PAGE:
This Roach-Inspired Robot Crawls Even When Squished

The friendly, insect-like face of future rescue work

Cockroaches slip through the cracks. While this is a huge problem for anyone trying to keep the insects out of their home, it makes roaches a great subject of interest for robotics research. If humans could make a robot that worked like a cockroach, it could slip into places otherwise inaccessible, aiding rescue workers and potentially saving lives after earthquakes or other disasters. By studying just how roaches work even after they’ve been compressed, researchers made a robot that can slip through an opening half its height.

In the evocatively titled “Cockroaches traverse crevices, crawl rapidly in confined spaces, and inspire a soft, legged robot,” Kaushik Jayaram and Robert Full of the Department of Integrative Biology, University of California, Berkeley explain what they learned about roach compression and how they applied it to their robot.

Essentially, roach bodies are really elastic. Standing normally 10mm (or less than half an inch) tall, roaches can squeeze through gaps as narrow as 3mm (or 1/10th of an inch) and then rise to their full height. As the researchers describe it: “Exoskeletal strength allowed cockroaches to withstand forces 300 times body weight when traversing the smallest crevices and up to nearly 900 times body weight without injury.” Inspired by these roaches, they made a roach-like robot with a flexible body shell and an internal skeleton that still works even when compressed.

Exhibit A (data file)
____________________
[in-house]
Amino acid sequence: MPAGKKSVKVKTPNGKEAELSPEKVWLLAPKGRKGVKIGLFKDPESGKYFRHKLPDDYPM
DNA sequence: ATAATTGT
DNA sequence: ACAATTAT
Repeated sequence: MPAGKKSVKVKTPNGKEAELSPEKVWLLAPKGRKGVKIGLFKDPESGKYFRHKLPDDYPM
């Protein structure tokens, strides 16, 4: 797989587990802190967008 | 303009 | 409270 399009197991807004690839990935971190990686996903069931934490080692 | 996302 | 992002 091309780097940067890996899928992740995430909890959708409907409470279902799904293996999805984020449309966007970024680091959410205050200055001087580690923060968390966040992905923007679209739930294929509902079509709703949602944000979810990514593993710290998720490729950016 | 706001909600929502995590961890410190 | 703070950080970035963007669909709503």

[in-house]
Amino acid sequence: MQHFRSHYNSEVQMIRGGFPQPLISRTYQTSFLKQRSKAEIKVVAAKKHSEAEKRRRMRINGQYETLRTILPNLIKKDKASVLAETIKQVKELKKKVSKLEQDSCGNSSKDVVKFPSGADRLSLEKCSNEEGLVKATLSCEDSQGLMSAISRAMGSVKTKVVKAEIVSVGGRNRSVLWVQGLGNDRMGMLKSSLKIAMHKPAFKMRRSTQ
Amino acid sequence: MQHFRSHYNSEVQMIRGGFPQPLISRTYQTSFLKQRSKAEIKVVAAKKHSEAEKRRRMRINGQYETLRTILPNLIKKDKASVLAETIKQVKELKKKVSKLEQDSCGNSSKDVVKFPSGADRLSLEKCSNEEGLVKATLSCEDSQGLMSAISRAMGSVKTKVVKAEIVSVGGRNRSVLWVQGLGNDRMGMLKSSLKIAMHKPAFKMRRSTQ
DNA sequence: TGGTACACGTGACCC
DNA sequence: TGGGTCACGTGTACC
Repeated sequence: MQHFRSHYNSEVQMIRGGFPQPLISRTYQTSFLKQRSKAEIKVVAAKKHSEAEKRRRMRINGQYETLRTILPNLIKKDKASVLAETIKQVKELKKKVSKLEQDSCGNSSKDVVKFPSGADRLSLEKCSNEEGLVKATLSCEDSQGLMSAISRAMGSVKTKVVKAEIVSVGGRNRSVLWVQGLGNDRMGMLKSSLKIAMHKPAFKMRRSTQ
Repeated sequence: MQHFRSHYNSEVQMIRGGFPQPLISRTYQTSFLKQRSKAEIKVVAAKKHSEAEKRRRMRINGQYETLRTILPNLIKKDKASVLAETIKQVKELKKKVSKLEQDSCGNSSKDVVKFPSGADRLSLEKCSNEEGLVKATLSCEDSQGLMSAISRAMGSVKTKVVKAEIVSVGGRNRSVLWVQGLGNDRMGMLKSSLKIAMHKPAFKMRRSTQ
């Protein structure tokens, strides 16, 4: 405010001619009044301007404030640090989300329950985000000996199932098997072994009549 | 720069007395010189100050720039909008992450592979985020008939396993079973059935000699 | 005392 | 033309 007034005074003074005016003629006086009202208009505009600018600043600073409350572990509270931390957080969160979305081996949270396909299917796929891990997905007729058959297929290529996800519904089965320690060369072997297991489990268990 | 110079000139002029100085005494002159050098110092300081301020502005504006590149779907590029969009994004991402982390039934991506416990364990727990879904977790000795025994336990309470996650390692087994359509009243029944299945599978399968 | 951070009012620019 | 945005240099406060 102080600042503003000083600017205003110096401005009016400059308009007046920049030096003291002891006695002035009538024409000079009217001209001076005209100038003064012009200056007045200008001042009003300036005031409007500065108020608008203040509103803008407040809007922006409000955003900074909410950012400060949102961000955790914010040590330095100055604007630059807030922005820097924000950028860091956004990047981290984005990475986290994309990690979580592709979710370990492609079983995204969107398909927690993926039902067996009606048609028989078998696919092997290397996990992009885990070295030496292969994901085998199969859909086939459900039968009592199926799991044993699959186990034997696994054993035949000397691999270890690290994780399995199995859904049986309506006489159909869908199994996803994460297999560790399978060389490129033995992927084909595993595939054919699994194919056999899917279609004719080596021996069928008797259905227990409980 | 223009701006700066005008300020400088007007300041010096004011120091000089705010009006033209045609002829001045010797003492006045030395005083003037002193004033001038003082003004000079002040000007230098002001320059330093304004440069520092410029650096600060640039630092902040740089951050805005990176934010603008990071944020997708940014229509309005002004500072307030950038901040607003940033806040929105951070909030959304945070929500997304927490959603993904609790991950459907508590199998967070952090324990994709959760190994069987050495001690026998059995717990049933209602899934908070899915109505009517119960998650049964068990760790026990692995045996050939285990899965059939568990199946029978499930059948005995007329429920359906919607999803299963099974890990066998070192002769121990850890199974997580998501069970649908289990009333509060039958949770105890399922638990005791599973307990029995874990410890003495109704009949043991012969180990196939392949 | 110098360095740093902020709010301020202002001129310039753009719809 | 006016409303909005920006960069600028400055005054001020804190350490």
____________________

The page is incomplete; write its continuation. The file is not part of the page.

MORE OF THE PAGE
Starting at about 3 inches tall, this is what the robot roach looks like normally:

And this is what it looks like walking while compressed to less than half its height:

Why make a robot like this? Eventually, robots inspired by this design could crawl through rubble to save lives. As the researchers write:

Watch a video about it below:

https://www.youtube.com/watch?v=xsuPuWO1Hs8?feature=youtu.be//
Kelsey D. Atherton

Kelsey D. Athertonis a defense technology journalist based in Albuquerque, New Mexico. His work on drones, lethal AI, and nuclear weapons has appeared in Slate, The New York Times, Foreign Policy, and elsewhere.